Farquharson on Business Development: A Chicken, a Pig and Success
As the business fable goes, in a breakfast of ham and eggs, the chicken is involved, but the pig is committed.
Ask an older couple, such as my parents, the secret to a successful marriage and you are sure to hear the word, “Committed,” as in, “We committed to each other and that’s what we return to when the relationship is strained.” Their life together was built on the foundation of rock. That rock has been in place for 68 years last month.
In 1519 AD, Commander Hernan Cortes ordered his ships to be burned during the Spanish invasion of Mexico. Ditto for the Bounty mutineers. Now that’s a commitment! It sends a great message to the troops: succeed or die trying.
Are you goal-oriented? Whether it’s sales growth or weight loss, we all set out with an end in mind. Think back six months to those New Year’s resolutions that you made. If you can even recall them, how’s the progress going towards their achievement? I thought so.
Let’s say you decided you would grow your sales by $100,000 in the first six months of 2015. If you were committed to this goal, really committed, you would have found a way to make it happen and no obstacle would have been too difficult. You would’ve sold like someone had a gun to your head.
If you had set your sights on increasing sales by $100,000 in the six months of 2015 and “Really hope I can pull it off,” it doesn’t take a highly paid Printing Impressions columnist to tell you that the likelihood of success is low. You would’ve sold like someone had a blueberry muffin to your head.
Goals are reached not because we want it so badly, but rather because not reaching those goals would cause tremendous pain. Weight loss, for example, occurs more often when it is accompanied by a doctor’s comment, such as “You have dangerously high cholesterol levels. If you don’t lose 25 pounds in the next six months, you are at risk of a heart attack or a stroke.” Had that doctor said, “Gosh, you would feel a lot better if you were 25 pounds thinner,” there is certainly an upside to the goal of weight loss, but probably not enough of a downside of reducing the burden your body is putting on the bathroom scale.
So, how do we turn our sales goals into a rock-solid commitment? Make it hurt if you don’t make them. One way is to make your goals public. Set them, speak them, announce them and then set out to achieve them. Ask people to check in with you regularly. Imagine the embarrassment and humiliation of failing to hit the $100,000/six months goal and you will have all the motivation necessary to get there. For example…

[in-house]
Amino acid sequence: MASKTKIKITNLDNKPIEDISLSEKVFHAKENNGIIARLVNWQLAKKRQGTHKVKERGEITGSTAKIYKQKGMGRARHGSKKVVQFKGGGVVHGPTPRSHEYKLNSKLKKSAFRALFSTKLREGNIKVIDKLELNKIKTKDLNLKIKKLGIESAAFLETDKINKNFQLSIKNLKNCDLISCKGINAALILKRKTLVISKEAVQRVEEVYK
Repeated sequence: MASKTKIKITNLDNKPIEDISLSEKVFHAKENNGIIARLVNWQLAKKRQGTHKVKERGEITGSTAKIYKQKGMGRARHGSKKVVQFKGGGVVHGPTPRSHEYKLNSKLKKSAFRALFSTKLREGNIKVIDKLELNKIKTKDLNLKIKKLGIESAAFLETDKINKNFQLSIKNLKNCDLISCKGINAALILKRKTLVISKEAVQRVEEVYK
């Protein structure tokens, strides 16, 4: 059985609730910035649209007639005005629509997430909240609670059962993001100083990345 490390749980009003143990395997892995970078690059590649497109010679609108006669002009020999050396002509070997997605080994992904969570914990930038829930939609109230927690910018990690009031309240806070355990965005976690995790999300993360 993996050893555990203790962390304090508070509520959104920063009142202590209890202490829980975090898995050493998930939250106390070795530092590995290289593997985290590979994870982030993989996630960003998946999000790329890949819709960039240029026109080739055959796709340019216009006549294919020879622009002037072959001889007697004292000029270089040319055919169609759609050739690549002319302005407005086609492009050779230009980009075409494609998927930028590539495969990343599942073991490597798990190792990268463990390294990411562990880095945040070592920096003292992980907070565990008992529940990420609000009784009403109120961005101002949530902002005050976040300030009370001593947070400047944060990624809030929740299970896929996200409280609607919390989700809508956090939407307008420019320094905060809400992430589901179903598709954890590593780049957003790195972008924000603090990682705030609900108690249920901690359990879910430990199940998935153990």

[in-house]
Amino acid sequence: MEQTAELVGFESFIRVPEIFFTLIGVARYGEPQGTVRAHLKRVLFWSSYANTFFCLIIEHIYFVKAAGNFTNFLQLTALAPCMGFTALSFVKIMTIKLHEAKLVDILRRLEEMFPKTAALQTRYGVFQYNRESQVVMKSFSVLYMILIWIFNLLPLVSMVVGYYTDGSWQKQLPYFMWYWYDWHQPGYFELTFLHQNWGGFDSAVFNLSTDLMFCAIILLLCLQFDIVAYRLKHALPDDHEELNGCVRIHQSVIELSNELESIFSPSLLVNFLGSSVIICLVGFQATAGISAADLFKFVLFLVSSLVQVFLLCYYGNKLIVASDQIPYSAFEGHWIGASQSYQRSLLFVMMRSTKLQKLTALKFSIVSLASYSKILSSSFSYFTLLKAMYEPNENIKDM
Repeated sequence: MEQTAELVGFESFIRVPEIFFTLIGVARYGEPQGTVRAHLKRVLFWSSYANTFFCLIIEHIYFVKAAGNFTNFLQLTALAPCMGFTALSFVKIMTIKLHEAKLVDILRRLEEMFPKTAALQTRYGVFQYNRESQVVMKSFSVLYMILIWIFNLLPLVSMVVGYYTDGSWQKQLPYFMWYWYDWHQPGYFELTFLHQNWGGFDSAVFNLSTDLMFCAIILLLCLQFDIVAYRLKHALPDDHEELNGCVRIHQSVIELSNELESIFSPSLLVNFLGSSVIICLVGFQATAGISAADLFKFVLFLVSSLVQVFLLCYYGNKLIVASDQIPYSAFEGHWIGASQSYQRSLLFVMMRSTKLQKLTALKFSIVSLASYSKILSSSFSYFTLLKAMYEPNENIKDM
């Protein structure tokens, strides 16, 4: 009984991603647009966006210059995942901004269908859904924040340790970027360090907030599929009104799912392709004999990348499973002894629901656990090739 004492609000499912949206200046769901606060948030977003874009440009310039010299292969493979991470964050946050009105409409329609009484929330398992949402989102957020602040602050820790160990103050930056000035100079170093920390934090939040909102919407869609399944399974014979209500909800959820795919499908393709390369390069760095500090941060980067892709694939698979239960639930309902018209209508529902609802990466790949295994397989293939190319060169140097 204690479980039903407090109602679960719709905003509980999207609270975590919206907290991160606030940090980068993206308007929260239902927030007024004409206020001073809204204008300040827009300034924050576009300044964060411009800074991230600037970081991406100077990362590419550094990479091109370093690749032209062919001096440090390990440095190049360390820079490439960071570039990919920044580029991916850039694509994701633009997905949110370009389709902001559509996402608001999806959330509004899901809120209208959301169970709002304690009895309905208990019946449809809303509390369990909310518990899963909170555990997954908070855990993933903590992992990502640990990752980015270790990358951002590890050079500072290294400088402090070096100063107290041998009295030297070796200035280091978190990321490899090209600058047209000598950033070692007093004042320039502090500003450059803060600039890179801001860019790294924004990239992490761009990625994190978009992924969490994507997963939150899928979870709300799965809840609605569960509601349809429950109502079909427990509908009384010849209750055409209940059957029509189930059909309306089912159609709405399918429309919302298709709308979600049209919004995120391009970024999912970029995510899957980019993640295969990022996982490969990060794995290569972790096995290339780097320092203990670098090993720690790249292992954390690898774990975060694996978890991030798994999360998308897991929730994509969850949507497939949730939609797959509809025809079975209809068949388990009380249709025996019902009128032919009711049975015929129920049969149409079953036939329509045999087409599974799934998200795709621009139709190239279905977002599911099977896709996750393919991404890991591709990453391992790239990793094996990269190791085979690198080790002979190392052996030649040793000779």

A couple of years ago I was sitting around the fire pit one night with my youngest daughter, Madeline, and she had asked me what I was going to do with my life once she had graduated high school and left for college in Shanghai later that summer. I made two flippant comments: “First, I’m going to ride my motorcycle from Boston to San Francisco. Then, I will come back home, pack up and moved to Tuscany.” Clearly, the s’mores were doing the talking that night. But, as I learned, you don’t throw out idle comments like that to Madeline Priscilla Farquharson.
At the time, that comment was just a comment, not a commitment. I was involved with a thought, not committed to it. Madi, however, saw it differently. She immediately grabbed her laptop and started looking into what life would be like in Tuscany.
In the next few weeks, I repeated the conversation to a number of friends and family members, each time repeating the, “Maybe I’ll ride cross-country” line (I took Tuscany off the table when I found out they had no major league baseball franchise there). The more I said it, the more real it became and soon I found myself thinking about it constantly and wondering what it would be like. In my head, however, it was still a dream. What happened next was unexpected: Friends and family started asking me, “How are the plans coming for your trip to California?”
That dream became more and more of a reality as I thought about it, talked about it, planned for it, and got myself to a position where I couldn’t not go. There was too much pain involved with the thought of explaining to people that I decided not to go. Again, the motivation that drove me to throw a leg over my Victory Vision and set out on Aug. 3, 2013, didn’t come from the burning desire I had to find out what a 5,600 mile wedgie felt like.
It came because I have a big mouth and I told a lot of people about this “goal.” Six weeks later, I crossed the Golden Gate Bridge, dodged the San Francisco crazies (the only real danger I encountered the entire time!), and arrived at Murphy Printing where the bike would sit under the care of Larry Murphy for 48 hours until being shipped back home.
I read once that when you create goals you shouldn’t share them with anyone because others will automatically shoot holes in them and cause you to doubt yourself. I disagree. Create a goal and tell no one and you are setting yourself up for failure. Create a goal and tell everyone and you have built the framework for success.
The sales rep who kind of wants to, I don’t know, like, grow his or her business this year is the chicken donating a couple of eggs to the frying pan. There will be a lot of clucking (i.e. making excuses) around the henhouse, to be sure.
The rep who writes a number on a flag, ties it to a stick, runs up a hill, and jams it into the ground while shouting at the top of his or her lungs exhibits the kind of goal-setting action that provides the fuel necessary to reach them.
Pig up and commit! PI
About the Author
Bill Farquharson is vice president at Epicomm and a featured presenter on PI Xchange. His Sales Resources page contains archived tips and Short Attention Span Webinars and is found at sales.epicomm.org. Farquharson can be reached at (781) 934-7036 or email firstname.lastname@example.org